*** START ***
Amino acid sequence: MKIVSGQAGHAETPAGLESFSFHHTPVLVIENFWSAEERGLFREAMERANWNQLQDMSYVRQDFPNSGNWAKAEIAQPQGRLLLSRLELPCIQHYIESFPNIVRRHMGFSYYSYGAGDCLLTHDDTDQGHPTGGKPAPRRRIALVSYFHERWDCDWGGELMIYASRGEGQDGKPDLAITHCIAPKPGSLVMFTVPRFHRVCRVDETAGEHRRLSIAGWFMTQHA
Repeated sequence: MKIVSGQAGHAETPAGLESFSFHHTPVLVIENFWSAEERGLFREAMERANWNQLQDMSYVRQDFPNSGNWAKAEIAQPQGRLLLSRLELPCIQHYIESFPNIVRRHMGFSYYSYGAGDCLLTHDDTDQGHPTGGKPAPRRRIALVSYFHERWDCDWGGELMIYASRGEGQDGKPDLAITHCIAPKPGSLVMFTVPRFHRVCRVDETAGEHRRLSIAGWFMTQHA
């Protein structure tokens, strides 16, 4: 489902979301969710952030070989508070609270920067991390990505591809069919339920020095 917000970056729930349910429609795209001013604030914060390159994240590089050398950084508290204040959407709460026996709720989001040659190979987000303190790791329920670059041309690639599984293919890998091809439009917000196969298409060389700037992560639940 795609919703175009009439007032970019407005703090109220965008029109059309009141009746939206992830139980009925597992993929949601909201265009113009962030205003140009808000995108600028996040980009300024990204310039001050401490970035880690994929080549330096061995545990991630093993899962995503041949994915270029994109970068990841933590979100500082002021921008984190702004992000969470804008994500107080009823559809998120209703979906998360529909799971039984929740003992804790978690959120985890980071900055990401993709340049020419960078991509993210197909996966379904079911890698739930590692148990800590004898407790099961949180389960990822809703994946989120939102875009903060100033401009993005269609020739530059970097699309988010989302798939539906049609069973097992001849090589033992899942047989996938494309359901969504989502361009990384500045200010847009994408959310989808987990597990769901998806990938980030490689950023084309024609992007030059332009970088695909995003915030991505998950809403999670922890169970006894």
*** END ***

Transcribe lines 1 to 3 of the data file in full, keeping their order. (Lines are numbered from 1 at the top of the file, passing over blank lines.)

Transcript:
Amino acid sequence: MKIVSGQAGHAETPAGLESFSFHHTPVLVIENFWSAEERGLFREAMERANWNQLQDMSYVRQDFPNSGNWAKAEIAQPQGRLLLSRLELPCIQHYIESFPNIVRRHMGFSYYSYGAGDCLLTHDDTDQGHPTGGKPAPRRRIALVSYFHERWDCDWGGELMIYASRGEGQDGKPDLAITHCIAPKPGSLVMFTVPRFHRVCRVDETAGEHRRLSIAGWFMTQHA
Repeated sequence: MKIVSGQAGHAETPAGLESFSFHHTPVLVIENFWSAEERGLFREAMERANWNQLQDMSYVRQDFPNSGNWAKAEIAQPQGRLLLSRLELPCIQHYIESFPNIVRRHMGFSYYSYGAGDCLLTHDDTDQGHPTGGKPAPRRRIALVSYFHERWDCDWGGELMIYASRGEGQDGKPDLAITHCIAPKPGSLVMFTVPRFHRVCRVDETAGEHRRLSIAGWFMTQHA
């Protein structure tokens, strides 16, 4: 489902979301969710952030070989508070609270920067991390990505591809069919339920020095 917000970056729930349910429609795209001013604030914060390159994240590089050398950084508290204040959407709460026996709720989001040659190979987000303190790791329920670059041309690639599984293919890998091809439009917000196969298409060389700037992560639940 795609919703175009009439007032970019407005703090109220965008029109059309009141009746939206992830139980009925597992993929949601909201265009113009962030205003140009808000995108600028996040980009300024990204310039001050401490970035880690994929080549330096061995545990991630093993899962995503041949994915270029994109970068990841933590979100500082002021921008984190702004992000969470804008994500107080009823559809998120209703979906998360529909799971039984929740003992804790978690959120985890980071900055990401993709340049020419960078991509993210197909996966379904079911890698739930590692148990800590004898407790099961949180389960990822809703994946989120939102875009903060100033401009993005269609020739530059970097699309988010989302798939539906049609069973097992001849090589033992899942047989996938494309359901969504989502361009990384500045200010847009994408959310989808987990597990769901998806990938980030490689950023084309024609992007030059332009970088695909995003915030991505998950809403999670922890169970006894």